If you’ve ever woken up with a throbbing head and flu-like symptoms after a night of alcoholic indulgence, it’s no mystery what caused the unpleasant side effects.
But there also are many mysteries surrounding the science of alcohol – including its mechanical effects on the body – and author Adam Rogers set out to find the answers in his new book, “Proof: The Science of Booze.”
“I wrote a feature for Wired about a mysterious fungus that lives on whiskey fumes,” Rogers told “Top Line,” explaining his foray into boozy science over drinks at Washington, D.C.’s Jack Rose Dining Saloon.
“It’s sort of a science mystery, and in the process of writing that, I got interested in a lot of the other processes that go into making and consuming alcoholic beverages,” he said.
In the course of spirited scientific study, Rogers stumbled into alcohol’s historical story and made the case in his book that booze actually helped to civilize humanity.
“Settling down to be able to make something, to take the agricultural products and use a natural process that people didn't understand” requires focus, Rogers said. “They didn't know how it worked, they didn't know what yeast was, what enzymes were, but they knew that there was a transformation that they could tame, [that] they could domesticate.”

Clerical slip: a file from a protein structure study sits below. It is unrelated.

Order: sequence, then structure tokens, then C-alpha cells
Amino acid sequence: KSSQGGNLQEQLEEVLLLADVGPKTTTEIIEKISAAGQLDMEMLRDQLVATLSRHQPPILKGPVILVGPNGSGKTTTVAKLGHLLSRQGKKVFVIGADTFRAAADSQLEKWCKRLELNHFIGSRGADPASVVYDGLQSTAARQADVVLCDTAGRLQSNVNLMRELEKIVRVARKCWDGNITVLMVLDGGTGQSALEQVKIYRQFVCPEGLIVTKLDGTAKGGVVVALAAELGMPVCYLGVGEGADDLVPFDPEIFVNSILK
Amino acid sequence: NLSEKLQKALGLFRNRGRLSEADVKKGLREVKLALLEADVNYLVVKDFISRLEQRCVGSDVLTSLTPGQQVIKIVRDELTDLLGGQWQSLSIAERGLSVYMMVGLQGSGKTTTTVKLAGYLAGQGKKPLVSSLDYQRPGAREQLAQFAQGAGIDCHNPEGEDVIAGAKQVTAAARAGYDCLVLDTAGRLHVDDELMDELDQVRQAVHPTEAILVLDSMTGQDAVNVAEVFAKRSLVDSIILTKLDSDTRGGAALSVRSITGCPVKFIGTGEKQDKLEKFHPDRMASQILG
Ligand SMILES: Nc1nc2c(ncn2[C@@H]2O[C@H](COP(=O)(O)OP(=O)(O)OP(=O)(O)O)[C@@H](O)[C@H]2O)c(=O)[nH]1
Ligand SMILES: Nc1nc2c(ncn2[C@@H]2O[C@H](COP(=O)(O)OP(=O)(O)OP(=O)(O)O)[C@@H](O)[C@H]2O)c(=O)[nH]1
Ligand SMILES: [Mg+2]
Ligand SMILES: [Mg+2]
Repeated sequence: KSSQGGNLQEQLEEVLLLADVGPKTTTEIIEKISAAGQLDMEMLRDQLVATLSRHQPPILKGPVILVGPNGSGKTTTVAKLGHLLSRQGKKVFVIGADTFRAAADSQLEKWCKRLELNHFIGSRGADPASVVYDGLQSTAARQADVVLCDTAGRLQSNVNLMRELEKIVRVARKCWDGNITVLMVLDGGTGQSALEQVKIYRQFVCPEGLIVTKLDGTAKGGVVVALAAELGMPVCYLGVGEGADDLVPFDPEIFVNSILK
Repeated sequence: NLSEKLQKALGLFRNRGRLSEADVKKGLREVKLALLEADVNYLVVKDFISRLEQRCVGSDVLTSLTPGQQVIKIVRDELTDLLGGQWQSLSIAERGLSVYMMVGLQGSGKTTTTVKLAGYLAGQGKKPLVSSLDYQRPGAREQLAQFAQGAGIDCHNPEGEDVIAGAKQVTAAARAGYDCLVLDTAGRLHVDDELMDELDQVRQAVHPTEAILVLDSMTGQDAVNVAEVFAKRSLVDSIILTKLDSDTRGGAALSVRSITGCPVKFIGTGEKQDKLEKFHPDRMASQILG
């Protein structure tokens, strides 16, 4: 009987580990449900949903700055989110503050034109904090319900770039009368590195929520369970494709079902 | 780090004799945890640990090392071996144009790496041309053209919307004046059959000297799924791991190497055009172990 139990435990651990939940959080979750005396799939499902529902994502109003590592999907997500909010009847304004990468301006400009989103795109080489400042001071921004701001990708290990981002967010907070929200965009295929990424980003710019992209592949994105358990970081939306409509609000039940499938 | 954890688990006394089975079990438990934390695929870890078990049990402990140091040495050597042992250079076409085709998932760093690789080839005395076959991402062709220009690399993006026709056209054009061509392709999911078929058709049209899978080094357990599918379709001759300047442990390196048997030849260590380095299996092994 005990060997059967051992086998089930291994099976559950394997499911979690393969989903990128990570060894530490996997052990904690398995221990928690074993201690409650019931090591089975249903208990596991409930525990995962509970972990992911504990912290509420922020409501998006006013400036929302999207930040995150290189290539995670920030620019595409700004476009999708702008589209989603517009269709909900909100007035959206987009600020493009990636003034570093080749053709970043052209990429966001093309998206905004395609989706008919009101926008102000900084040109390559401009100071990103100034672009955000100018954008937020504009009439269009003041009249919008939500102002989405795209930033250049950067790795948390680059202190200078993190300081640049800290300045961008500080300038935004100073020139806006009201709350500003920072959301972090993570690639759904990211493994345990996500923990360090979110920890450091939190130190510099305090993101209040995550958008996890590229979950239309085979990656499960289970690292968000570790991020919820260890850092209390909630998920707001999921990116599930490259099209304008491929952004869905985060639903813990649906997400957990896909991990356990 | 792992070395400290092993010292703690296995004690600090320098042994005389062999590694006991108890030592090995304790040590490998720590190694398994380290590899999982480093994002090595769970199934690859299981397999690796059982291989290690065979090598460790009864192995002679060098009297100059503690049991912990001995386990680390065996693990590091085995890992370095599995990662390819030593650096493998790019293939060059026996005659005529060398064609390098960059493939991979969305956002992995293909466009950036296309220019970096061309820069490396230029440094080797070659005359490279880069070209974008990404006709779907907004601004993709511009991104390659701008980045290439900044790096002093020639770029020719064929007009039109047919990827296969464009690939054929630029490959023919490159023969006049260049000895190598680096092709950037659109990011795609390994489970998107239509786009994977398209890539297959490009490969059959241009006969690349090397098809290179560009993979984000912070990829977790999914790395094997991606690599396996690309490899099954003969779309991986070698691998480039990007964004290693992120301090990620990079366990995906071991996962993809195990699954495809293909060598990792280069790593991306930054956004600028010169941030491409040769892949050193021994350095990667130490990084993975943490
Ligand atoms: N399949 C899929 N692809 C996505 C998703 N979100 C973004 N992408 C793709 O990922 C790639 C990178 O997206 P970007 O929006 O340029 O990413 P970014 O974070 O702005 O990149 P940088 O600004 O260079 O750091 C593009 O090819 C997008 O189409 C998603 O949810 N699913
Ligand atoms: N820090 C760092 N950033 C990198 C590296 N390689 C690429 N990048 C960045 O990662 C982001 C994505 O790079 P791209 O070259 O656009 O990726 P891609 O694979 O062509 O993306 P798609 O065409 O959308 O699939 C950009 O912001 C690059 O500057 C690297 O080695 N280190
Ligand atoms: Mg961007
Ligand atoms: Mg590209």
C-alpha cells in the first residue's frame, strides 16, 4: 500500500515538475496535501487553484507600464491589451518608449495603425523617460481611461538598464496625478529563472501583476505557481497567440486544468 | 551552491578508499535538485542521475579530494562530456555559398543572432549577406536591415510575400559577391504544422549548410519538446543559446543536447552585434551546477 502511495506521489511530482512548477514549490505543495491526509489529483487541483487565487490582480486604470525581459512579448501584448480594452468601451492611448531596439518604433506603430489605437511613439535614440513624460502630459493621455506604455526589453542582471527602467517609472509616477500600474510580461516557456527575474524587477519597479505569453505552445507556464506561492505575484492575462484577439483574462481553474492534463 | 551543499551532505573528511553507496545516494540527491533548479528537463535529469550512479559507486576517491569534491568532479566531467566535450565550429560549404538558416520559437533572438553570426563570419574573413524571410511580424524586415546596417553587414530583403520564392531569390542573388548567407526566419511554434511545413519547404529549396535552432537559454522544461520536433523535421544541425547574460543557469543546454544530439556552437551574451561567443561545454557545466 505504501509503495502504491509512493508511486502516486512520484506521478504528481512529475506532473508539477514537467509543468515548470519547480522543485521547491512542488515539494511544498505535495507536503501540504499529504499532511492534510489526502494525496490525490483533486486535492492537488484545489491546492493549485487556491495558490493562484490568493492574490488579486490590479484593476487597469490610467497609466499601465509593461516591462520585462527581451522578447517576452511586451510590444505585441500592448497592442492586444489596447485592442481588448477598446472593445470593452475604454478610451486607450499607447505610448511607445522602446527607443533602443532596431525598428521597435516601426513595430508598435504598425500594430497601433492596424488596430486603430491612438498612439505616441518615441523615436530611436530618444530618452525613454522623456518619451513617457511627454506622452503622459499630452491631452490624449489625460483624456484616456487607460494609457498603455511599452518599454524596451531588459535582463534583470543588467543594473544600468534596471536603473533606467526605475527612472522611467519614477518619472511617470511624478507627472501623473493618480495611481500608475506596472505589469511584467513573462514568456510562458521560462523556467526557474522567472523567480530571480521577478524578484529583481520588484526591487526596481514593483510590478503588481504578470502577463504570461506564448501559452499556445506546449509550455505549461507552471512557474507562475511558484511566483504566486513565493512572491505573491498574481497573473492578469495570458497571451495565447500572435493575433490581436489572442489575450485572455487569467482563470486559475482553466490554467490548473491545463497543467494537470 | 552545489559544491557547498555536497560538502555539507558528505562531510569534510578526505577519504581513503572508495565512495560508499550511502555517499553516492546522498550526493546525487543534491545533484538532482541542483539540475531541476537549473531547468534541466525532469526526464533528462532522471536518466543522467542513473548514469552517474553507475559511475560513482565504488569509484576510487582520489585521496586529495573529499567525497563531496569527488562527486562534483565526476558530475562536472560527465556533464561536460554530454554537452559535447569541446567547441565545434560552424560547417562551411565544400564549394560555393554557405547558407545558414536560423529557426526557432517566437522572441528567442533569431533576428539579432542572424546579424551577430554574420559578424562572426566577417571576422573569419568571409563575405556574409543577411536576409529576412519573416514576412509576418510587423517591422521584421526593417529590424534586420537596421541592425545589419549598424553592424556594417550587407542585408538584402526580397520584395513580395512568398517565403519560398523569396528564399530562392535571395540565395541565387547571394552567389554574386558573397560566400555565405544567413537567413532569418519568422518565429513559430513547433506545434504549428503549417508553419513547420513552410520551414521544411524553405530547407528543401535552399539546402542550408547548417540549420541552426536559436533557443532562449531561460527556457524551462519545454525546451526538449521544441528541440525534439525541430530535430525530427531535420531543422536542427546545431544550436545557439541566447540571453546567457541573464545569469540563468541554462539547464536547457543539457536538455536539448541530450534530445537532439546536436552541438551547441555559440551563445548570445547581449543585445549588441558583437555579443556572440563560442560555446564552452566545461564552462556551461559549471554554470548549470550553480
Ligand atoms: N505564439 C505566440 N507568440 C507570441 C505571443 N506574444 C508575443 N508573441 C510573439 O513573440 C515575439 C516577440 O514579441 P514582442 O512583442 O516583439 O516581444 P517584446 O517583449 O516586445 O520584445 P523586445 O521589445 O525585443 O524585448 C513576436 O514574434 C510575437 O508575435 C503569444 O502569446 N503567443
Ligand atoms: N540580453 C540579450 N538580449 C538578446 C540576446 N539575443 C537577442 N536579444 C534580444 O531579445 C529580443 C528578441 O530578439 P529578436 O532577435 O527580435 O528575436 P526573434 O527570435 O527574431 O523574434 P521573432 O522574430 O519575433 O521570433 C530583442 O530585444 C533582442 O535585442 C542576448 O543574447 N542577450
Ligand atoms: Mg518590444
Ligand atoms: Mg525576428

The desire to perfect and control “the stuff” we now know as booze, Rogers said, served as one motivation for a sedentary, agriculture-based lifestyle.
While it’s safe to say that mankind has now perfected the art of booze-making, Rogers bemoaned the limits of our scientific understanding on the recreational drug that persist today.
“This is infinitely frustrating to me that of all the recreational drugs that people use, that ethanol is the only one that scientists have not articulated a mechanism,” he said. “Whatever judgments you have about the legality or morality of using marijuana or methamphetamine or opiates, people know how they work in your brain. Ethanol, it's not true. It's a mystery.”
That means that those dreaded hangovers remain somewhat of a scientific mystery beyond the unpleasant side effects experienced first-hand.
“Hangovers are super frustrating, not just because they're terrible and they tend to get worse as we get older, and the science behind them is terrible,” Rogers said. “Most of the stuff that you got told the first day before your first night at college about how to avoid a hangover is just wrong or is not proven.”
What is true, Rogers said, is that a hangover is “an inflammatory response.”
“The same thing happens when you have the flu,” Rogers said. “You sort of have those achy stupid gut problems, headache problems. That sort of looks like what a hangover looks like.”
To join “Top Line” for drinks with Rogers and see some of his favorite classic cocktails – including some that are dubbed as “hangover cures” – check out this episode.
ABC News’ Alexandra Dukakis, Tom Thornton, Melissa Young, and Vicki Vennell contributed to this episode.
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